Being in Burgundy!

There is nothing like spending time in Burgundy, says Christy Canterbury MW. The villages and countryside are beautiful and timeless. The people are discreet but warm. Burgundy is like comfort food for wine lovers.

The TGV is the most convenient way to arrive from Paris. There are frequent, direct trains to Dijon and Le Creusot (about ten minutes east of Chalon-sur-Saône and 30 minutes south of Chassagne-Montrachet). There is also an occasional direct train to Beaune. If you’re going to Beaune and there’s no direct train, just transfer at Dijon for a regional train. The wait is usually no longer than 20 minutes. Beware: you will have to haul your luggage up and down stairs at both stations.

Dijon and Le Creusot host rental car companies at the train stations. Most of Beaune’s car rental options are not on-site but are only a quick taxi ride away. Driving from Paris is, of course, an option, but it’s a tedious, three-hour drive to Beaune on the A6.

If you’re touring France’s wine regions and are coming from Bordeaux, hop on an Eastern Airways flight to Dijon. It’s inexpensive and much faster than taking the train all the way north to Paris then south to Burgundy. No TGV routes cut across the plateau in the center of the country.


Burgundy is cozy, but it’s not small. Though the Côte d’Or is only 32 miles long, Chablis is 1.5 hours north of the northern tip of the “Gold Coast.” Mâcon, at the southern edge of Burgundy, is an hour from Santenay at the southern point of the Côte d’Or. (For this column, I am not including Beaujolais.) So, the location of your pillow is very important.

For most, Beaune is ideal. It is centrally located and full of stores, wine bars and restaurants. “Downtown” is small and pleasant to stroll. Charm oozes from mortar at the chambre d’hôte Jardins de Loïs, situated on the southern side of the loop that circles Beaune. Just across the way is the larger and more luxurious Hôtel le Cep, which cutely classifies its rooms from Bourgogne to Grand Cru to Nectar!

Dijon is the largest city and home to almost 50 percent of the Côte d’Or’s residents. However, it is a major city, so it doesn’t feel like wine country. I suggest visiting for a day and lodging closer to the vineyards.

If you’re romanced by the idea of staying in a sleepy village, try Maison d’Hôtes La Colombière run by winemaker Anne Gros. The rooms are intimate and tasteful. Besides, the maison is in the heart of Vosne-Romanée, just a stone’s throw from Domaine de la Romanée-Conti


It is critically important to establish your tasting itinerary before you reach Burgundy. Many wineries are small family businesses. They must organize who is in the field tending to vines or bottling the Bourgogne Blanc, who is picking up Jean-Pierre from l’école for lunch and who is pouring wine for you. The French, especially the Burgundians, have not yet embraced the Internet. However, if you can’t find a producer, there’s a good chance the BIVB, the regional winegrowers’ association, will have their details.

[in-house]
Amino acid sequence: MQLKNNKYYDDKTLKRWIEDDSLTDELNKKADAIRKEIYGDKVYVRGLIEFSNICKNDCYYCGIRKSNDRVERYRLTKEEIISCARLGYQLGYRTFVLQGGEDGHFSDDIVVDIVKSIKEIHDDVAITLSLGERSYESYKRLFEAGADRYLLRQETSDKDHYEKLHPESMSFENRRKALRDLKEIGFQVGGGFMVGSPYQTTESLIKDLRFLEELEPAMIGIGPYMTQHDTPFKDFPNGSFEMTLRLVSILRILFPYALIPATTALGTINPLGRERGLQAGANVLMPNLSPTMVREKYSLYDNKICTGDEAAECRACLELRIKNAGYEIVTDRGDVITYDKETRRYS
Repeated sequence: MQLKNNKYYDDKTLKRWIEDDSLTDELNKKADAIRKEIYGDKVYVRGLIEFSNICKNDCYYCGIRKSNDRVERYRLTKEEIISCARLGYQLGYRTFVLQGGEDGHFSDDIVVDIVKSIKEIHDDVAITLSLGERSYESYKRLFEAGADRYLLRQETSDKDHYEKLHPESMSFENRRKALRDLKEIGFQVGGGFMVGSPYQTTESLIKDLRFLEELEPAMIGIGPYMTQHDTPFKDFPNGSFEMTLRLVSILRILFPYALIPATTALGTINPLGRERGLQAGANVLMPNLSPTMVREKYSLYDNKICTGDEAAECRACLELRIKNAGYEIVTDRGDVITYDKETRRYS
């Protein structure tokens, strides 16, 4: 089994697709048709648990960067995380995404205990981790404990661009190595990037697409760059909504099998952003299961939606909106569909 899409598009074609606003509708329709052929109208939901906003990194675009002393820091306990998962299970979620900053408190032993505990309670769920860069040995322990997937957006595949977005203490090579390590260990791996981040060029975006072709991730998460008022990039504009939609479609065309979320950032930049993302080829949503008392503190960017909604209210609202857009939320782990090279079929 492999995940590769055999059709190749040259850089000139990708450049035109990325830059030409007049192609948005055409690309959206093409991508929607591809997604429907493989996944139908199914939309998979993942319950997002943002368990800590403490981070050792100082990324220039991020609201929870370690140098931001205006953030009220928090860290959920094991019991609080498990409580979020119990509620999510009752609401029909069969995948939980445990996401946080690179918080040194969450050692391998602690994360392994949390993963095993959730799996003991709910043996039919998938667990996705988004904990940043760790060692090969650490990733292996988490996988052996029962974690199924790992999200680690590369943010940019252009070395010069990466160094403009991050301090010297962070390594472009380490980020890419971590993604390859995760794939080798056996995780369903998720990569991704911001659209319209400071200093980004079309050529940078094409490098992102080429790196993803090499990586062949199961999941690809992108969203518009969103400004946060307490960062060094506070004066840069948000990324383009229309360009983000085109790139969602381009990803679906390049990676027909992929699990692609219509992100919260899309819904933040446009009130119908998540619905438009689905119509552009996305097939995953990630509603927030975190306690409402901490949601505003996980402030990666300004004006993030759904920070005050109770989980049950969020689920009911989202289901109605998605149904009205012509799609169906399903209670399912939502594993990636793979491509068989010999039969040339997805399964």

ABOVE: A stunning view across the vineyards of the old town of Carcasonne.


Again, this is not Napa Valley; you will often taste in the cellar or at the kitchen table. In fact, I even recommend making appointments for tastings and tours at négociant houses of Beaune.


Not only is Burgundy comfort food for wine lovers, it also serves comfort food. The food is often rustic and always heavy. After all, it takes a lot of energy to punch down all those cuvées or to stay warm pruning vines in icy wind! Of course, certain establishments serve highly refined food. Whatever the style, the food is very likely made using local and often organic ingredients.


Even if you’re not cooking, the Saturday morning markets in Dijon and Beaune are great feasts for the eyes. Chagny hosts a Sunday market that is small, quaint and very bourguignon. Here are some of my favorite restaurants:

Chablis: Hostellerie des Clos
Gevrey-Chambertin: Chez Guy and Family
Nuits-Saint-Georges: La Cabotte
Beaune: Le Comptoir des Tontons, Bistrot de l’Hôtel and Bistrot du Bord de l’Eau
Montceau: Jérome Brochot

When you just want a glass or a pint, here are my top spots:

Beaune: Pickwick’s Pub, Bar du Square and Route 66    
Puligny-Montrachet: Le Montrachet
Chagny: La Cave à Bières


When you are not tasting, you should be touring. In Beaune, don’t miss the famous Hospices de Beaune and the wine-focused bookshop Athenaeum. You can also tour the Château du Clos de Vougeot.


RIGHT: Clos Blanc De Vougeot Castle in Burgundy.

Surprisingly, there is more to Burgundy than wine. You can’t look right or left without seeing a hiking or biking route. Climb the Parcours Batier from Gevrey-Chambertin to Chambolle-Musigny after lunch at Chez Guy and Family. Bike the Route des Grand Crus from Maranges to Puligny-Montrachet then quench your thirst at Le Montrachet’s wine bar.

In Dijon, learn about making mustard at the Boutique Maille. Remember: always make a reservation in Burgundy! In the Mâconnais, a visit to the restored Cluny Abbey is a must. In Beaune, antique shops abound. Kids love riding the merry-go-round on Place Carnot and boating at the Parc de la Bouzaise.

Burgundy offers many pleasures and many comforts for everyone. The landscape, the wines, the food, the people and the pace of life are all irresistable. Pardon me, I must go book my next flight on Air France!

(Source: SNOOTH)








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